± 1500 genera, 23000 species: worldwide, many habitats. Flower and head types differ in form and sexual condition. A disk flower has a generally radial corolla, with a cylindric tube, expanded throat, and generally 5 lobes. Disk flowers are generally bisexual and fertile but occasionally staminate with reduced ovaries. Discoid heads comprise only disk flowers. A radiant head is a variant of a discoid head, with peripheral disk flower corollas expanded, often bilateral. A ray flower corolla is bilateral, generally with a slender tube and flattened petal-like ray (single lip composed of generally 3 lobes). Ray flowers are generally pistillate or sterile (occasionally lacking styles). Radiate heads have peripheral ray flowers and central disk flowers. Disciform heads superficially resemble discoid heads, with pistillate or sterile flowers that lack rays, together with or separate from disk flowers. A ligulate flower is bisexual, with a bilateral, generally ephemeral corolla and 5-lobed ligule. Liguliflorous heads comprise only ligulate flowers. See glossary p. 31 for illustrations of family characteristics. Echinops sphaerocephalus L., Gaillardia aristata Pursh, Gaillardia pulchella Foug., Hymenothrix loomisii S.F. Blake, Tagetes erecta L., Thelesperma megapotamicum (Spreng.) Kuntze are waifs. Melampodium perfoliatum Kunth, historic urban waif. Ageratum conyzoides L., Guizotia abyssinica (L. f.) Cass., Santolina chamaecyparisus L., orth. var. are rare or uncommon escapes from cultivation. Dyssodia papposa, Ismelia carinata (Schousb.) Sch. Bip. [Chrysanthemum carinatum Schousb.], Mantisalca salmantica (L.) Briq. & Cavill. are historical or extirpated waifs in California. Inula helenium L. not documented in California. Taxa of Aster in TJM (1993) treated here in Almutaster, Eucephalus, Eurybia, Ionactis, Oreostemma, Sericocarpus, Symphyotrichum; Chamomilla in Matricaria; Cnicus in Centaurea; Conyza in Erigeron and Laennecia; Dugaldia in Hymenoxys; Erechtites in Senecio; Hymenoclea in Ambrosia; Lembertia in Monolopia; Osteospermum ecklonis in Dimorphotheca; Picris echioides in Helminthotheca; Prionopsis in Grindelia; Raillardiopsis in Anisocarpus and Carlquistia; Schkuhria multiflora in Bahia; Trimorpha in Erigeron; Venidium in Arctotis; Whitneya in Arnica. Taxa of Arida in TJM2 (2012) treated here in Leucosyris. —Scientific Editors: David J. Keil, Bruce G. Baldwin.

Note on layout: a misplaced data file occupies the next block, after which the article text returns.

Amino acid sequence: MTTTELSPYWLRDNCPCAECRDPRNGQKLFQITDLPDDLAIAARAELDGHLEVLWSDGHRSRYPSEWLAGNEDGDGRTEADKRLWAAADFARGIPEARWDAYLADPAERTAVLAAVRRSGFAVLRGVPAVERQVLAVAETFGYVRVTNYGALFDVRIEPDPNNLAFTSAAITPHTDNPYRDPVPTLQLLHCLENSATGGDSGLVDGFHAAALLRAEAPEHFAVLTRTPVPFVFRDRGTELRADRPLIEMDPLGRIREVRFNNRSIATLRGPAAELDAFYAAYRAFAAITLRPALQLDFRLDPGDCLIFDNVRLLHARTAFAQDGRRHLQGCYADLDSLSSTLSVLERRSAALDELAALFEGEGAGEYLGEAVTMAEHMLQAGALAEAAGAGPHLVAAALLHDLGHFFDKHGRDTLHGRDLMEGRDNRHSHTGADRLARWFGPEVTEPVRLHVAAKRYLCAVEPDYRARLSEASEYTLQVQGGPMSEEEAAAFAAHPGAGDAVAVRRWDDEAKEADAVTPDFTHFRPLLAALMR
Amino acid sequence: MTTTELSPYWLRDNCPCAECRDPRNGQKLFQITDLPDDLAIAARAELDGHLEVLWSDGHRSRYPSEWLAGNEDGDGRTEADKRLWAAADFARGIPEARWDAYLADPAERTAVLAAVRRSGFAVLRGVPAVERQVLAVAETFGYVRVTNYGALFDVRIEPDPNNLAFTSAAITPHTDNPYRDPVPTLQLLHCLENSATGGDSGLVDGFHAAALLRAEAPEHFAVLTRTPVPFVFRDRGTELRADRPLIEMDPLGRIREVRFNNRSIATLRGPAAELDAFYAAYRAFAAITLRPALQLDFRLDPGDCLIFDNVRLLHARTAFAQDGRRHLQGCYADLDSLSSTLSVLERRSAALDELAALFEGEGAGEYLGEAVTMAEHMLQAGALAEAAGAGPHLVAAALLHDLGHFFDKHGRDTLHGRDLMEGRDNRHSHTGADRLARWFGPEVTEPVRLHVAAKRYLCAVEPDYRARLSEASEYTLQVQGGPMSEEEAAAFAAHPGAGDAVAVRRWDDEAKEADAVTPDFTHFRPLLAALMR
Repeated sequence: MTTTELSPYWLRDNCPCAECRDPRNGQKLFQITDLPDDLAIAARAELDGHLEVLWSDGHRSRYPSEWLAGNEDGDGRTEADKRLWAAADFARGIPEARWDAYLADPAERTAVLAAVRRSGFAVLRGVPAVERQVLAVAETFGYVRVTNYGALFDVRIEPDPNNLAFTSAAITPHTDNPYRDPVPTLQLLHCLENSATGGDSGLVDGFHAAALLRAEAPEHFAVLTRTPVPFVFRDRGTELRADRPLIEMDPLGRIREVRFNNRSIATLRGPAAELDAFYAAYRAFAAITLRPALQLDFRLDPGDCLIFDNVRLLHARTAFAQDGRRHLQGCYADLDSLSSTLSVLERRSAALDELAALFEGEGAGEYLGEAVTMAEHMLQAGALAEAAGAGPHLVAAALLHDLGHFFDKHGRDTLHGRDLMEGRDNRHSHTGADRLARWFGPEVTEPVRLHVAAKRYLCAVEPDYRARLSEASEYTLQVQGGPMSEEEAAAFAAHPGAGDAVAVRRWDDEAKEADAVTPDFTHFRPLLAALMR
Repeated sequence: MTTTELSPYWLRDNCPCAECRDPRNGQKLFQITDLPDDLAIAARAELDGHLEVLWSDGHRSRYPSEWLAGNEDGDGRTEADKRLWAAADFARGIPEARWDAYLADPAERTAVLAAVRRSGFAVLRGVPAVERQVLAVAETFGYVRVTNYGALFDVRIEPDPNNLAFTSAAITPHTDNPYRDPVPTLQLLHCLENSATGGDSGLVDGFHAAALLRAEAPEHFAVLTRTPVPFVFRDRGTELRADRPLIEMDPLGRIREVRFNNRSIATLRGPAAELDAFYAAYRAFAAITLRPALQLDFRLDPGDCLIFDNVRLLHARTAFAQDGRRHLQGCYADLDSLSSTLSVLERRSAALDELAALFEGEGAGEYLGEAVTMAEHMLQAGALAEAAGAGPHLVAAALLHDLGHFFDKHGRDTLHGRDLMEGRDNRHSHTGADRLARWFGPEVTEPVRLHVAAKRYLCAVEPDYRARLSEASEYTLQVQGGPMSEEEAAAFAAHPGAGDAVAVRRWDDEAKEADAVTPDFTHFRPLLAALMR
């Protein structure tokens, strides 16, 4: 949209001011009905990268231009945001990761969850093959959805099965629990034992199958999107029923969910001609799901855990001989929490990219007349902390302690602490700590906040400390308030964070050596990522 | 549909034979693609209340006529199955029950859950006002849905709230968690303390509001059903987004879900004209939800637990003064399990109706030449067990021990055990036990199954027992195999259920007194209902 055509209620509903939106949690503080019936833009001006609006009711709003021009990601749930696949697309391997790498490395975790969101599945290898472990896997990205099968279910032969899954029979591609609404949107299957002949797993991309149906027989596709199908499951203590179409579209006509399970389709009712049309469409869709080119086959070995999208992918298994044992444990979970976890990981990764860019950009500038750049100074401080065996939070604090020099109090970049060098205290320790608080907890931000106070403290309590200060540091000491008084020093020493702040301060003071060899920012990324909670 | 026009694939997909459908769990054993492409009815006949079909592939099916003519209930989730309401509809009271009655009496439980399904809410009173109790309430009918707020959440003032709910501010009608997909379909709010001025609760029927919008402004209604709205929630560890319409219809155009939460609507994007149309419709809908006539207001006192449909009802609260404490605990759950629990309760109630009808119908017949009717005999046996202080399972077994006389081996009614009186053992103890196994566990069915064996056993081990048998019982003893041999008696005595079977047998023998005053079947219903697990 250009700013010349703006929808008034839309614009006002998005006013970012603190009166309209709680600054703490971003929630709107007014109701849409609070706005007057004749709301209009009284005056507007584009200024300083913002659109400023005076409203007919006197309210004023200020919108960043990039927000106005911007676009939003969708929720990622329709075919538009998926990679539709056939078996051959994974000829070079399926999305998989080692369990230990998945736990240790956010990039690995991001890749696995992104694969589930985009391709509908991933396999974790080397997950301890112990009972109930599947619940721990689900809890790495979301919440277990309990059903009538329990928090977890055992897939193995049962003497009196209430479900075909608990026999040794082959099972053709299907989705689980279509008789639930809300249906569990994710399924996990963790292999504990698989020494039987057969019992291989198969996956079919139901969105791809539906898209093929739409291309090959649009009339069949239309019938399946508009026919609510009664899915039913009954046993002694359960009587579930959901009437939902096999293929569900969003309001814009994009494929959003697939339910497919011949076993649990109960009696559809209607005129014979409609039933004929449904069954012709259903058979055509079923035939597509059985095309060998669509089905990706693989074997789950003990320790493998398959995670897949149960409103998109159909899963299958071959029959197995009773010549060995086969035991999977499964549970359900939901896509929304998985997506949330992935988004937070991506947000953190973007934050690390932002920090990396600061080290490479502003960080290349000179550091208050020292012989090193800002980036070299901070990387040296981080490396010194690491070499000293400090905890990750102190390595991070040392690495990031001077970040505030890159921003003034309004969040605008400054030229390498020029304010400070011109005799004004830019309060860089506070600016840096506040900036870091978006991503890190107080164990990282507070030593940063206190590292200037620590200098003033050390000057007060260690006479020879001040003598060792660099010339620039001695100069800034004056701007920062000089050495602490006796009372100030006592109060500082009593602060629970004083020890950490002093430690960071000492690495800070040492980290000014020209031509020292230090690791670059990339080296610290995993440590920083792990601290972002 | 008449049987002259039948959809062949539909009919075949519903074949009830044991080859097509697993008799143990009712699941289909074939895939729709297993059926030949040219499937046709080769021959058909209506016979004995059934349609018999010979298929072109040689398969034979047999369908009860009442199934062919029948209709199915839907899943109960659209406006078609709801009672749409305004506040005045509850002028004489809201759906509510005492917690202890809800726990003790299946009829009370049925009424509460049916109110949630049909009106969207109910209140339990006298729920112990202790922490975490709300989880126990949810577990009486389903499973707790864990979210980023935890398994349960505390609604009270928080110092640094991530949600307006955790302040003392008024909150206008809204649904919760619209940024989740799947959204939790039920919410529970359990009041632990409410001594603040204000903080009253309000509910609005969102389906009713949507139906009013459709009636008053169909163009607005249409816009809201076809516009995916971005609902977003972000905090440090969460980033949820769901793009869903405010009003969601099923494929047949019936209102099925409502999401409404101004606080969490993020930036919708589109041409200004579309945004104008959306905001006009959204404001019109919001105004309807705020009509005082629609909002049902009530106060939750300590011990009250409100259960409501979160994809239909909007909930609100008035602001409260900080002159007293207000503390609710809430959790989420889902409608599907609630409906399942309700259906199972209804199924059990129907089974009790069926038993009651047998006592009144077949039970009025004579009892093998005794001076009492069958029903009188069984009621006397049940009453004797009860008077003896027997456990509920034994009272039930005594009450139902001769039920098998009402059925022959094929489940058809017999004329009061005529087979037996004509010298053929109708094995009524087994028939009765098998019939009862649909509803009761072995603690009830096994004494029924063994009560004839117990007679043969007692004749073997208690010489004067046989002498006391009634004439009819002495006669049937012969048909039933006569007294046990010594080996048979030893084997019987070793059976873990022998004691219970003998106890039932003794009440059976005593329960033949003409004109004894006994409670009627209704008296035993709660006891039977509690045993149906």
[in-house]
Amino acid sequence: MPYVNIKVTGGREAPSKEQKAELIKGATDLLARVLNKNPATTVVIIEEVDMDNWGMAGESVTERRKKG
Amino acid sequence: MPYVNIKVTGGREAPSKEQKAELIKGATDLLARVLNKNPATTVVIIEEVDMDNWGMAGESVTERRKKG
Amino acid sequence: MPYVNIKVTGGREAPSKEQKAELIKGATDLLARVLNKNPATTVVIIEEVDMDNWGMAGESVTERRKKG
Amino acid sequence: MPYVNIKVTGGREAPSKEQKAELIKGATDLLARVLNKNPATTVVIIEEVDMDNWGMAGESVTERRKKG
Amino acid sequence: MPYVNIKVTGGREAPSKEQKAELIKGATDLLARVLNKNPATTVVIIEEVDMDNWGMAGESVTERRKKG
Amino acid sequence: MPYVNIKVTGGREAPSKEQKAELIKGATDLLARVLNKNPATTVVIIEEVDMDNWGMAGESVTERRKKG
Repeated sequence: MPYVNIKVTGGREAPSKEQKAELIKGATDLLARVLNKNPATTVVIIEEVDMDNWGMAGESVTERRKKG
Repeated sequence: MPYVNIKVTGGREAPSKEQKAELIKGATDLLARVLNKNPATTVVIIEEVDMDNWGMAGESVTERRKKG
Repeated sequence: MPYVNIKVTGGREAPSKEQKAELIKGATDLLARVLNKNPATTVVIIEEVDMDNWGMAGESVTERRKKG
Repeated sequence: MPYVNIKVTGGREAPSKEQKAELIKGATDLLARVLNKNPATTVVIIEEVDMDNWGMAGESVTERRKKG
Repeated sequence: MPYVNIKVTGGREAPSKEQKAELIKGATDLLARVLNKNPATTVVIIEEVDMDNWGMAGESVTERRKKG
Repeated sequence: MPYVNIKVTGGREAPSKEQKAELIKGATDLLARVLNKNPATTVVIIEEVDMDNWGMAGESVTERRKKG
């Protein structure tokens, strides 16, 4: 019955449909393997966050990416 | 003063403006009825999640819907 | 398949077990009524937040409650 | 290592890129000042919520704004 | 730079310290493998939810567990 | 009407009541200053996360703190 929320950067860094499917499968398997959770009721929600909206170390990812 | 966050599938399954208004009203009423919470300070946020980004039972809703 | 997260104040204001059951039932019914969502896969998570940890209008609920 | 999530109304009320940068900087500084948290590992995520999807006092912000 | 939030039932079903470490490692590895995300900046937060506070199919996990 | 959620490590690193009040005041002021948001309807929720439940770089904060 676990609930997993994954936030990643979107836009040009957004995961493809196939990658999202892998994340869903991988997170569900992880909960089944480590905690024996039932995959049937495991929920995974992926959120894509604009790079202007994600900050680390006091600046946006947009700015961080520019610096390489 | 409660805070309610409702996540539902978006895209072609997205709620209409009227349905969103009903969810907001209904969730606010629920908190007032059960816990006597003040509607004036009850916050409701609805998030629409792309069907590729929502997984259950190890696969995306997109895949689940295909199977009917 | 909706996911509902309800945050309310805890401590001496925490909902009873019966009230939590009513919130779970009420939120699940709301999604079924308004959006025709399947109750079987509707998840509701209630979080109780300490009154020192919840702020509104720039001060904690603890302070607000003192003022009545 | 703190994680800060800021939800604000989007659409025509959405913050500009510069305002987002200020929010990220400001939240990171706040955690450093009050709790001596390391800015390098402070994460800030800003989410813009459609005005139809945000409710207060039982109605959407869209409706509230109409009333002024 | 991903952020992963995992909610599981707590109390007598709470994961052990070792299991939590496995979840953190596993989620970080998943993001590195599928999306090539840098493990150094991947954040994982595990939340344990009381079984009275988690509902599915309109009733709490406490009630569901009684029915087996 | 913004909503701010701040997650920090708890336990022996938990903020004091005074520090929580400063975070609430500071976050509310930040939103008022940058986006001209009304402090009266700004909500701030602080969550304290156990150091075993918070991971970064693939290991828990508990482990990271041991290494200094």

Unabridged note: Largest family of vascular plants in California and of eudicots globally.